Waqar impressed with Ireland

Paul Stirling celebrates his 94-ball ton Associated Press

Waqar Younis, the Pakistan coach, has backed Ireland to become tough opponents in their home conditions after his team played them in two one-day internationals in Belfast. Pakistan swept the series but, after a tougher test in the second game, Waqar was impressed with the hosts' showing.

"I think they probably lack one or two batsmen in the middle order," Waqar said after the match. "They have a solid top order, but I think they struggle a bit in the middle order, although they missed a couple of players.

"They can make a good side, especially in these conditions. They are a side that attracts everyone. They are big fighters. They love their cricket and are definitely an upcoming team."

Ireland were missing Niall O'Brien, their regular wicketkeeper and a key middle-order batsman, through injury. After a disappointing collapse in the first game - they were bowled out for 96 - Paul Stirling ensured they got to a competitive 238 on Monday with his 109 off 107 balls.

It was Stirling's third one-day hundred but his first against a Test-playing nation. It was also his first hundred at home and he was happy to have done it against the Pakistan attack. "It is pleasing to get a century at any time but to get it against such a good bowling attack feels pretty good," Stirling said. "It's nice to do it in front of your home crowd and in front of some familiar faces and my family."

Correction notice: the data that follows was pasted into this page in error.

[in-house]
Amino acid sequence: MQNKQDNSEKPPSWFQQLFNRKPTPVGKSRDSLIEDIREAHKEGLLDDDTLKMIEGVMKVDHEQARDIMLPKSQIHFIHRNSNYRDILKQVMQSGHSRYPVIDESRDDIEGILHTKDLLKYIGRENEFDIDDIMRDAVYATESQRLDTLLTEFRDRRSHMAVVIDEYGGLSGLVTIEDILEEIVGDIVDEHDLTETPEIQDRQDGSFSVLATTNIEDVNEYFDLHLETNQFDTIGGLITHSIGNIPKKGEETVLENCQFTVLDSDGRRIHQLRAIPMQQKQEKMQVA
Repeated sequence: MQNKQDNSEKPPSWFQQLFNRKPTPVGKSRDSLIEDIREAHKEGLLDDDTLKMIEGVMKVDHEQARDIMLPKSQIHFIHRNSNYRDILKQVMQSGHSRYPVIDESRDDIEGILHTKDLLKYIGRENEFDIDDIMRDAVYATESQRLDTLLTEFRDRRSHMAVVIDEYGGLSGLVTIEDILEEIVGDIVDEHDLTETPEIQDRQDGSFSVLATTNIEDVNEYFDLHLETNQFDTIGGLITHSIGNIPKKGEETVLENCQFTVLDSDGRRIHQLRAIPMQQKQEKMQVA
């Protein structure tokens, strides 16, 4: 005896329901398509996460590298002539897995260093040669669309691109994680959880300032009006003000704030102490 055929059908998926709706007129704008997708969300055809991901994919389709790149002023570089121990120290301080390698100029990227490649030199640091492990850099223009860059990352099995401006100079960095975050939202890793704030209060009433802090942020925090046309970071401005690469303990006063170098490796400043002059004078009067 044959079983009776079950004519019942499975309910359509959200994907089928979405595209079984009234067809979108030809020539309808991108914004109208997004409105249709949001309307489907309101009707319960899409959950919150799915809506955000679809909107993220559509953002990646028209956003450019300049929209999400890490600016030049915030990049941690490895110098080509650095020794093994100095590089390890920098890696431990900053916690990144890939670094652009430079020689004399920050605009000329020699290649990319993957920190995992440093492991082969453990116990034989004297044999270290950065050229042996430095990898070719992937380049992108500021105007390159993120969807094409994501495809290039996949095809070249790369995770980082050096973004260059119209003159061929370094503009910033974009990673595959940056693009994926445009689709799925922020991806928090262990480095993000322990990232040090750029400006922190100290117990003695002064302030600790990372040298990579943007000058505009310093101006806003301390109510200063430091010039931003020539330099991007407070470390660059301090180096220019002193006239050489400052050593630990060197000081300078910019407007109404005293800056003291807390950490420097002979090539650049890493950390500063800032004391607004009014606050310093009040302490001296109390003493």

The 20-year-old Stirling averages an impressive 40.13 in his 31 one-day internationals but has often failed to make the most after getting a good start, like he did in the first game against Pakistan, when his dismissal for 39 sparked Ireland's collapse. Stirling said that he was working on converting starts by learning to restrain his natural attacking style.

"You have to turn those thirties into something bigger and hopefully that will come in the next few years," he said. "Sometimes I have to reel myself in. It was good batting with Ed Joyce up top; he was a calming influence and made sure that every ball I was focusing on the next one and not getting too far ahead."

Stirling's knock impressed Waqar, especially because it was crafted with proper cricketing shots. "I think he's a fine player. He doesn't slog," Waqar said. "He plays proper cricketing shots and you enjoy it as a spectator. Even I enjoyed every bit of it because he can hit the ball far; he has got good footwork. He's also young so he has plenty of time and he's not scared of playing shots against any bowler which is brilliant."

Ireland's improved performance in the second ODI was important as they needed to prove they can compete with the top nations before the ICC chief executives' committee meets next month to discuss the possibility of over-ruling their omission from the 2015 World Cup.